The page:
Your time would be better spent coming up with specific assumptions on specific investments. Perhaps your legal background would have led you to properly analyze the growth rate in the value of intangible property? Or even better to recognize that when Obamacare limited the governments right to negotiate drug prices that the Healthcare industry and biotech stocks in particular would explode.

    I am not trying to be critical but merely suggesting that the economic information in the article is dubious in nature and of limited value even though you did an excellent job of digging it out and presenting it.
    Mar 1, 2015. 09:56 PM | Likes Like |Link to Comment
  • Pharmacyclics: Is A $19 Billion Valuation Reasonable? [View article]
    Thanks for an excellent article!

    As a long term investor I have great interest in the biotech sector. At the same time investors have to be careful about valuations.

    I worry less about the GILD, AMGN type of stock with long track records of growth and reasonable valuations. The small companies come with big risk but also perhaps big reward potential. The $10-20 billion category does offer more concern. Also of concern is Oncology as almost every company seems to have significant research efforts in this area.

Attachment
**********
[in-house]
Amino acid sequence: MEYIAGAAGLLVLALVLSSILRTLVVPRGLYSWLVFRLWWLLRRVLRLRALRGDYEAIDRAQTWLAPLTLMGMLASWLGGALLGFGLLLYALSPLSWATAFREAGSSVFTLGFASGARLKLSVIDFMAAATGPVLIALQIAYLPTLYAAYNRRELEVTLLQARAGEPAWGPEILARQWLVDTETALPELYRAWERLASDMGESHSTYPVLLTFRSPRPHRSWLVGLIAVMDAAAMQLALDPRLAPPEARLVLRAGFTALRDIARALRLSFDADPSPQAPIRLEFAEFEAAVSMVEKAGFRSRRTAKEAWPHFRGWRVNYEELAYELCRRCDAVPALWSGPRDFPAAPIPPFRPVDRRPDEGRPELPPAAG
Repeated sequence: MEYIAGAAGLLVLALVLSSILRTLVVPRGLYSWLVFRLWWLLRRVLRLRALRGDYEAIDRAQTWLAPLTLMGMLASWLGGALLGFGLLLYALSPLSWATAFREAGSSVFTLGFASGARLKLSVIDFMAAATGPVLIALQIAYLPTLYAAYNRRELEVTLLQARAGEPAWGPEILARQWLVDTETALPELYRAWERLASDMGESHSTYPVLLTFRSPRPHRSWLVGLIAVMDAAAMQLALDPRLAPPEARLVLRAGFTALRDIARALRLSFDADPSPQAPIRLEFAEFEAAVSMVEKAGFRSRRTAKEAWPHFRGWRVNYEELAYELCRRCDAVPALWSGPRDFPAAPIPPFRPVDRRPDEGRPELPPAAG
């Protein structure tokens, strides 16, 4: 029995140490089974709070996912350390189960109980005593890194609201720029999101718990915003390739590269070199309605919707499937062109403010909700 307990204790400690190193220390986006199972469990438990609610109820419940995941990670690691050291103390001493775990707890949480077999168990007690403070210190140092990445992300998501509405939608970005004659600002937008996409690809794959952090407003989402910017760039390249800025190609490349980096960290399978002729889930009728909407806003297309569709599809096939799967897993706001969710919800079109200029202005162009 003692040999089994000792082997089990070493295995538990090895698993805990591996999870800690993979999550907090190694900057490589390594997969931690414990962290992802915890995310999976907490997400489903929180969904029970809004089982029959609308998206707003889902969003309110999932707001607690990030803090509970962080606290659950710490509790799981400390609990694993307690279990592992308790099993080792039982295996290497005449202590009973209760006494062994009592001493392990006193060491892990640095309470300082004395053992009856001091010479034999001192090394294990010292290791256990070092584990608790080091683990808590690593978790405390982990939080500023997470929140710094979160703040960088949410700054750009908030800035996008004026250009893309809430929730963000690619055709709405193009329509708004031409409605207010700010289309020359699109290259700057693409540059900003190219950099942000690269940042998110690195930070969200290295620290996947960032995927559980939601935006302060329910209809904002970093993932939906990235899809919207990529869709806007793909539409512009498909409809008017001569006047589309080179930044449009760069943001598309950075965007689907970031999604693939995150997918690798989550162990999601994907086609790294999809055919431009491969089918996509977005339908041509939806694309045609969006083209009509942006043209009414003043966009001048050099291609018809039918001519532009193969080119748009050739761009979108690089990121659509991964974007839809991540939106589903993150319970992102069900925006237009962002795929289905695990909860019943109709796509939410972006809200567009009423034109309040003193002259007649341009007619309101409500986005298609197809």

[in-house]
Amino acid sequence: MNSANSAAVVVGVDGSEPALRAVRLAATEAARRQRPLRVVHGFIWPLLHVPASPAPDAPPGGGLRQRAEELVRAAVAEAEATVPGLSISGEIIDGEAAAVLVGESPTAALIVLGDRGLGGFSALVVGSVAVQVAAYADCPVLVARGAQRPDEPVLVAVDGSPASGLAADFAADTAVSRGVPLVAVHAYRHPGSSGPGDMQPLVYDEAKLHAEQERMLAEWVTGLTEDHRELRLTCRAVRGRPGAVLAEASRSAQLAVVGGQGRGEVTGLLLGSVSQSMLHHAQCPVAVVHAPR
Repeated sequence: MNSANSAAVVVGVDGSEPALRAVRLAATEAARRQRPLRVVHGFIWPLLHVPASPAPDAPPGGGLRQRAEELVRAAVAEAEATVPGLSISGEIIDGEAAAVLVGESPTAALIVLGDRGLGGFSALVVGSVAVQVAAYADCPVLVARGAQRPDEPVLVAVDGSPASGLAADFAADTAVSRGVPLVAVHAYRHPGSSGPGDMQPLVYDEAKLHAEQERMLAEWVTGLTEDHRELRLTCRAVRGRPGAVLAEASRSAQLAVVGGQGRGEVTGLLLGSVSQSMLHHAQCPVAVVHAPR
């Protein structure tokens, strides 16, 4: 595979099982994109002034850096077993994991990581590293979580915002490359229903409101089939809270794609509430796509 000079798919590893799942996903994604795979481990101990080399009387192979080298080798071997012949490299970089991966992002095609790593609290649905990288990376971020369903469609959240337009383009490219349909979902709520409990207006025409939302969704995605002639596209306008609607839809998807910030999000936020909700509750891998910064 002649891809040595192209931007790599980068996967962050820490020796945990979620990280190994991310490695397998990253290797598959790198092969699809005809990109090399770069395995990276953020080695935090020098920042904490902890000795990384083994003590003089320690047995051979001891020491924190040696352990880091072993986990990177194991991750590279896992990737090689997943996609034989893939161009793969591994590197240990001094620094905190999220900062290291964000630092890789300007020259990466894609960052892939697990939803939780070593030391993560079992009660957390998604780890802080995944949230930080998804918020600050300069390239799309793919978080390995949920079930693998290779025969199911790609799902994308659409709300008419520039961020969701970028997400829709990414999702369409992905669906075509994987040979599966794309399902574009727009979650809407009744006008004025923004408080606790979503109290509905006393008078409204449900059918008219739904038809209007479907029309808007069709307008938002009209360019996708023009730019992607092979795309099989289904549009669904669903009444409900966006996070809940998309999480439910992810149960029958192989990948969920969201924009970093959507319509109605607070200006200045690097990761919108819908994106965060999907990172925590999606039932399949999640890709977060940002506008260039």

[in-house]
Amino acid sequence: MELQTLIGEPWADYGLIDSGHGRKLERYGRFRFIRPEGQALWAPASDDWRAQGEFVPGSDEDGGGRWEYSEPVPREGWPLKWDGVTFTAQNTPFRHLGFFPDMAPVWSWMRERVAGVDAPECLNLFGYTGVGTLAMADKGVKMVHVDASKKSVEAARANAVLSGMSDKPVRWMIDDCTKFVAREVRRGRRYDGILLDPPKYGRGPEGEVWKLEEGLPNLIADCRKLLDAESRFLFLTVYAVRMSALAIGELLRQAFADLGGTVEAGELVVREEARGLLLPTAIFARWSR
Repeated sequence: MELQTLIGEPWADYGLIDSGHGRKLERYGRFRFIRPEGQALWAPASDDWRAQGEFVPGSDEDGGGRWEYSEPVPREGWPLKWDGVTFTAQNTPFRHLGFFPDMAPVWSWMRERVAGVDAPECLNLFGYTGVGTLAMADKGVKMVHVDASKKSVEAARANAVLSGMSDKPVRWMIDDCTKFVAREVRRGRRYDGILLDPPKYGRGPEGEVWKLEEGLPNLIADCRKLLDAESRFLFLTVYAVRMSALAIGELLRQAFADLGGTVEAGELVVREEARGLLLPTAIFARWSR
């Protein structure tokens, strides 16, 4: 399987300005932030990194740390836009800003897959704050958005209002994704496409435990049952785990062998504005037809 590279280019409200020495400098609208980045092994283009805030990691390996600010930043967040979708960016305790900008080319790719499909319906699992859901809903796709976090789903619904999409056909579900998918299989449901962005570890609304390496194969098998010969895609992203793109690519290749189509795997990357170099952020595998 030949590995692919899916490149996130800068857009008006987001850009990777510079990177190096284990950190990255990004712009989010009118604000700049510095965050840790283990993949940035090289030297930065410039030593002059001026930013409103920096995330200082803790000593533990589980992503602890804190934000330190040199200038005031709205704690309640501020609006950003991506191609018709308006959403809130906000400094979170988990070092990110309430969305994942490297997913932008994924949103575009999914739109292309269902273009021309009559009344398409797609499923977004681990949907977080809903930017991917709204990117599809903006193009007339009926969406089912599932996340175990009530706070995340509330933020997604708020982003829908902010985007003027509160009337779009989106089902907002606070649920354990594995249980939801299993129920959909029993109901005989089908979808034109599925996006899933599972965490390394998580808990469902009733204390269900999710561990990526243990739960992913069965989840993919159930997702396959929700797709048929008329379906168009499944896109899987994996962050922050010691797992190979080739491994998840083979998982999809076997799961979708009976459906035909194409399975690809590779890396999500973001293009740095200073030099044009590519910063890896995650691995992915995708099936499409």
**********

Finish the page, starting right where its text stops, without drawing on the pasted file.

In my opinion over investment is a big risk in markets. I see that in Oil where $1 trillion annual investments have brought more Oil than can be utilized. I think I see it in biotech as hedge funds are getting involved. Too much money competing for markets can be a bed thing!

    Enjoyed the article!
    Mar 1, 2015. 02:45 PM | 1 Like Like |Link to Comment
  • Value Oriented Investors Should Consider Amgen [View article]

    My first experience with AMGN came when an experienced investor bought shares around 1989. With a 15 PE he just wanted an opportunity to buy a stock that could really grow for a long time. He bought it and it dropped so he bought more investing a total of about $20k.

    Today those shares are worth about $1.5MM. AMGN has grown at an annual rate of about 20%-25% ever since. Today his lesson remains much the same. Buy it if you believe in it and just let it grow like a tree in your yard.

    - AMGN may or may not grow 20%+ but it will grow and is in a growing industry
    - Several years from now the price paid will be irrelevant
    - Some believe this is the Biotech century. I just remain reasonably assured that biotech will grow faster than most other businesses for a long time.
    - An investor today is lucky that a fair value to buy exists

    I also like GILD and CELG.
    Feb 28, 2015. 10:42 PM | 1 Like Like |Link to Comment
  • With Product Sales And Drugs In The Pipeline, The Future Looks Bright For Gilead Sciences [View article]
    I would just add that GILD closed 2014 at 94.26 and at $103+ is up over 9% for the year. That is an annual rate of over 50% should that pace continue for the rest of the year.